A jury has awarded an Anderson woman more than $4.6 million after she was stuck by a needle picked up in a Target parking lot.
Before Carla Denise Garrison’s lawsuit against Target Corp. went to trial, her lawyer offered to settle with the retailer for $12,000, but the offer was rejected. When the trial concluded Thursday, a jury determined that Garrison was entitled to well more than that. If the amount stands, it will be one of the largest awarded in the history of Anderson County litigation, according to Clerk of Court Richard Shirley.
Garrison, who goes by Denise, said Friday that she was “too overwhelmed” to talk about the case.
According to court documents, Garrison’s injury happened in May 2014 in the parking lot of a Target off Clemson Boulevard in Anderson.
Garrison had parked and gotten out of her vehicle when her then 8-year-old daughter, Kaileigh, picked up a hypodermic needle. Garrison swatted the needle out of her daughter’s hand. When she did that, the needle stuck her in her right palm, according to court documents.
Documents show that Garrison went into the store and reported the injury to a Target employee. That employee, Shelby Brintnall, noted in a report that Garrison “seemed worried.”
After her injury, Garrison was treated at AnMed Health, where she was tested for HIV and hepatitis. She was also prescribed medication because of the potential risk that she would contract HIV. She has tested negative for both HIV and hepatitis thus far, documents show.
According to court documents, the HIV drugs made Garrison sick and caused her to be bedridden. Garrison’s husband, Clint, had to take time off work to care for her, according to her attorney.
“When we started this, we were just trying to get Target to make my client whole, to pay for her medical bills and the time that her husband had to take off work,” said Garrison's attorney, Joshua Hawkins of Greenville. “We tried to be reasonable and not take this to trial. But Target took a really hard stance on it ... and I think the jury sent a message.”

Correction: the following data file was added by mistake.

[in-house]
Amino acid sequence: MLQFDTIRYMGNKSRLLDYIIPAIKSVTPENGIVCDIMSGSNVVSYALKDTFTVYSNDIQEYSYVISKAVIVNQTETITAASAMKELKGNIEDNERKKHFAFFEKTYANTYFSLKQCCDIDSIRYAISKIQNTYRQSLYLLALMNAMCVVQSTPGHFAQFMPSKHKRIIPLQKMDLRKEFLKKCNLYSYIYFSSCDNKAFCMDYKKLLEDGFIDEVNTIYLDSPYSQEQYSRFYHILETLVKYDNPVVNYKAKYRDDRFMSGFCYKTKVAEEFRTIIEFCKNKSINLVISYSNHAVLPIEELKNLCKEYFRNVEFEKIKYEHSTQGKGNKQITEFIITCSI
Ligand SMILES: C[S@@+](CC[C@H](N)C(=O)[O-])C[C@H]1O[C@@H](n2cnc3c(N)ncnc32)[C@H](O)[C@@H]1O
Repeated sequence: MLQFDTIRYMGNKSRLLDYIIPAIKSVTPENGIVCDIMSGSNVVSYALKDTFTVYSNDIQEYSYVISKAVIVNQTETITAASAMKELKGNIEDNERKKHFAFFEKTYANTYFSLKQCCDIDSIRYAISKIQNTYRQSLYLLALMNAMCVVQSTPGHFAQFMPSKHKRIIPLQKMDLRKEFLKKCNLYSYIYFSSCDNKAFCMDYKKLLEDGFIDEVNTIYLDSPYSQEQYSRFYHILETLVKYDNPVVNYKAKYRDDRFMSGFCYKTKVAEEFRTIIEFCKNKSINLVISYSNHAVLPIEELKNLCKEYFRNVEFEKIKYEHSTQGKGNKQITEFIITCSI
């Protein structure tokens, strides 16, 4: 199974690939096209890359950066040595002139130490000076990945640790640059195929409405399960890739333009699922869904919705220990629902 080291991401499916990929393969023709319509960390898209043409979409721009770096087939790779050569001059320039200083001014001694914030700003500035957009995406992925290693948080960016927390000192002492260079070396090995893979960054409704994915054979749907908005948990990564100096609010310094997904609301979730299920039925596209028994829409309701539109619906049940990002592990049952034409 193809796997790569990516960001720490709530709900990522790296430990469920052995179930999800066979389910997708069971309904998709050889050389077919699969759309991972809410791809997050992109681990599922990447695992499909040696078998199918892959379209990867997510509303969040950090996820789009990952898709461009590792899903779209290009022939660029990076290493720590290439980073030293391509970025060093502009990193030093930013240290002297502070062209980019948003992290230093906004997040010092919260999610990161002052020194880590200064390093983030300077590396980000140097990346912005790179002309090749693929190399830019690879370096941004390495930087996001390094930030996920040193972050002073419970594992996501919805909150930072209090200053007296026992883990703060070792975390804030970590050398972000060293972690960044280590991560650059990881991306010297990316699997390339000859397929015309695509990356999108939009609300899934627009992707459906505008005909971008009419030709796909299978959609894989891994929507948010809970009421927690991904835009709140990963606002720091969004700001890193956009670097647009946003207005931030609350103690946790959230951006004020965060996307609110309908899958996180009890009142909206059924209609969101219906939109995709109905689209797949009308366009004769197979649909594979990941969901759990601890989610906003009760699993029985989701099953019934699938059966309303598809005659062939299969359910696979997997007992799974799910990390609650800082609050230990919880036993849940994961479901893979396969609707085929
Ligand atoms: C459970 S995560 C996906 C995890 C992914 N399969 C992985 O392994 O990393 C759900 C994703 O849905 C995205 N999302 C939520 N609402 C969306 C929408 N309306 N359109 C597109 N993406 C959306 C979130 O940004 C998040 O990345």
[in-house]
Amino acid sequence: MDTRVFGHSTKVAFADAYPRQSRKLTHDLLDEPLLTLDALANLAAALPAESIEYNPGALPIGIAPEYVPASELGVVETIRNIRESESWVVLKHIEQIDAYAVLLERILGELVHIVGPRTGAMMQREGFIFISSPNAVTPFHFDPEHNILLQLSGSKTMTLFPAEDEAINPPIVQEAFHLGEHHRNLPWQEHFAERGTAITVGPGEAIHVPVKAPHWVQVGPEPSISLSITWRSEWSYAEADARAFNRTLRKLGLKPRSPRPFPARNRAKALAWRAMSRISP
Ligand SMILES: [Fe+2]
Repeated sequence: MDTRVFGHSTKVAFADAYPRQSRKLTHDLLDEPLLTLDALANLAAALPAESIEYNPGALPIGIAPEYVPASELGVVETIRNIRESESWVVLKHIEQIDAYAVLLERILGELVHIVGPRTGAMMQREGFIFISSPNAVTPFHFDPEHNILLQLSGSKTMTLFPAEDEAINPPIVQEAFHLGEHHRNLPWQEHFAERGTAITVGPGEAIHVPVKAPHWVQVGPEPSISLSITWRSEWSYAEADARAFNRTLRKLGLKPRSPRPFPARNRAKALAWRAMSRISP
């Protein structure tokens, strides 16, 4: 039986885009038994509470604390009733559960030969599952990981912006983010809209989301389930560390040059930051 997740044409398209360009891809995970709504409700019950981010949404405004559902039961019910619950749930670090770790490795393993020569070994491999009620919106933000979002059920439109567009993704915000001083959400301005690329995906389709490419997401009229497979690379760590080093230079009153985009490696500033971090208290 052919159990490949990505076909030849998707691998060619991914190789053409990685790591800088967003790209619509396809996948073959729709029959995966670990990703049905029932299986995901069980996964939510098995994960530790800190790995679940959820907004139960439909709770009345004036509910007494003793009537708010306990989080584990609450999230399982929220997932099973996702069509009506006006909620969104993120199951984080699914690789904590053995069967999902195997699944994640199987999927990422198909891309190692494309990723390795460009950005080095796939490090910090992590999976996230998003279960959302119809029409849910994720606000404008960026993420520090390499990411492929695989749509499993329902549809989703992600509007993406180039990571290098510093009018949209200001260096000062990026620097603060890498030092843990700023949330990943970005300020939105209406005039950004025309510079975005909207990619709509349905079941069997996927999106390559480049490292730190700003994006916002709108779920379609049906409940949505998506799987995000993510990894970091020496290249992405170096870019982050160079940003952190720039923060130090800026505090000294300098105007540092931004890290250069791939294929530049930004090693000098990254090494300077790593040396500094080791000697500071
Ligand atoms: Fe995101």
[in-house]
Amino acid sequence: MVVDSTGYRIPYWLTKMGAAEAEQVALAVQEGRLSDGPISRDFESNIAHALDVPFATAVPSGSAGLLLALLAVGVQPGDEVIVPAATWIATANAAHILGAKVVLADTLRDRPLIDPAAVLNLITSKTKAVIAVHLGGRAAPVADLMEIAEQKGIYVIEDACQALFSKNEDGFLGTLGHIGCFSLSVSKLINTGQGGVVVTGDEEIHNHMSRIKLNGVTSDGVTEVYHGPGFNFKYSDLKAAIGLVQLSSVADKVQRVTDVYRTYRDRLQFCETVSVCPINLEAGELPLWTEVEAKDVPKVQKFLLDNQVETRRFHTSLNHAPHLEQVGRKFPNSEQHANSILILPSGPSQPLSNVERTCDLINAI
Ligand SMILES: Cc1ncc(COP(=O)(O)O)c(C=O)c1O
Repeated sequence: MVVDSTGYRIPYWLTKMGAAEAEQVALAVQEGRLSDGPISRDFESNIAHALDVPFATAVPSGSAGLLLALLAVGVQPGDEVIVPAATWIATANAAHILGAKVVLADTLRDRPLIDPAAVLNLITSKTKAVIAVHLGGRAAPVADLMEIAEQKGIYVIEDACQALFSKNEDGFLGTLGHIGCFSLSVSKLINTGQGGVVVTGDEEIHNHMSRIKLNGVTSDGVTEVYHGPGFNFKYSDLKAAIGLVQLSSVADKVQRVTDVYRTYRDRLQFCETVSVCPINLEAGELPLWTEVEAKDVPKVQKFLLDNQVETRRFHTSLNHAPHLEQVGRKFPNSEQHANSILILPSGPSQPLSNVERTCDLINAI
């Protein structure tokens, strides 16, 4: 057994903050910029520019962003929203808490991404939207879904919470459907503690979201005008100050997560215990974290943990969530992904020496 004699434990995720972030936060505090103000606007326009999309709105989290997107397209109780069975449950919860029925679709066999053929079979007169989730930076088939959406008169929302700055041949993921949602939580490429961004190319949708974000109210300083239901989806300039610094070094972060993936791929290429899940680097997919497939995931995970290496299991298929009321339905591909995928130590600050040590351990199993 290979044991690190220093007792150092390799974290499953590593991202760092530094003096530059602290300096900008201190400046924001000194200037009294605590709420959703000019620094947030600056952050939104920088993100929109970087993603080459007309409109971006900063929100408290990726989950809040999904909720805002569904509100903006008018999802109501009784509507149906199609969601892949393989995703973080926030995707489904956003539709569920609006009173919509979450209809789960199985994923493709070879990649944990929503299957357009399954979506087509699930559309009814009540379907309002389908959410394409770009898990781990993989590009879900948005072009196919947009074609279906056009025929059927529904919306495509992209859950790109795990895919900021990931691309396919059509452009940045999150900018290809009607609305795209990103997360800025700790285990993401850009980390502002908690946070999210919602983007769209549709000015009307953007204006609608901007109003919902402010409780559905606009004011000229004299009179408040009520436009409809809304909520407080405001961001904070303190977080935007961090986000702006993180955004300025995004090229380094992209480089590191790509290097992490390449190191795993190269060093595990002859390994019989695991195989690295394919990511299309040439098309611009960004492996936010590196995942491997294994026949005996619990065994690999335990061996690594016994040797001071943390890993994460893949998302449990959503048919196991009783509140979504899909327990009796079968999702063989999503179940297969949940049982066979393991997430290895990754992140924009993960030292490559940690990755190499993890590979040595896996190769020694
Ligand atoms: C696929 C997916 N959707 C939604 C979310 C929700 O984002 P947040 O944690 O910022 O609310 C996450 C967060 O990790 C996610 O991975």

South Carolina law outlines certain circumstances in which there is a cap placed on punitive damages. The damage amount awarded in this case could become an issue for further litigation.
Target spokeswoman Erika Winkels said the company disagrees with the outcome of the case.
"The final damages award has not yet been determined by the Court," she said in an email. "Target is currently considering post-trial motions and appeal options."
Winkels said Target makes customer safety a priority.
"Our guests are at the center of everything we do, and our commitment to creating a safe and secure shopping environment in our stores is unwavering," she said. "As a part this commitment to safety, we have robust procedures, policies and trainings in place to ensure that our stores are safe places to shop and work."
Court documents show that Garrison’s attorney offered to halt the case in February 2015 if Target Corp. agreed to a $12,000 judgment against the corporation. That same month, the company offered Garrison $750.
In court documents seeking summary judgment before the trial, Target’s lawyer, Knox Haynsworth III, argued that Garrison could not prove her case.
“A merchant is not an insurer of the safety of his customer but owes only the duty of exercising ordinary care to keep the premises in reasonably safe condition,” Haynsworth wrote, citing a case from 1969.
Haynsworth wrote that Garrison could not prove that Target placed the needle in its parking lot or that Target “was on actual or constructive notice” about the needle and failed to act.
Haynsworth, who is based in Greenville, declined to comment Friday.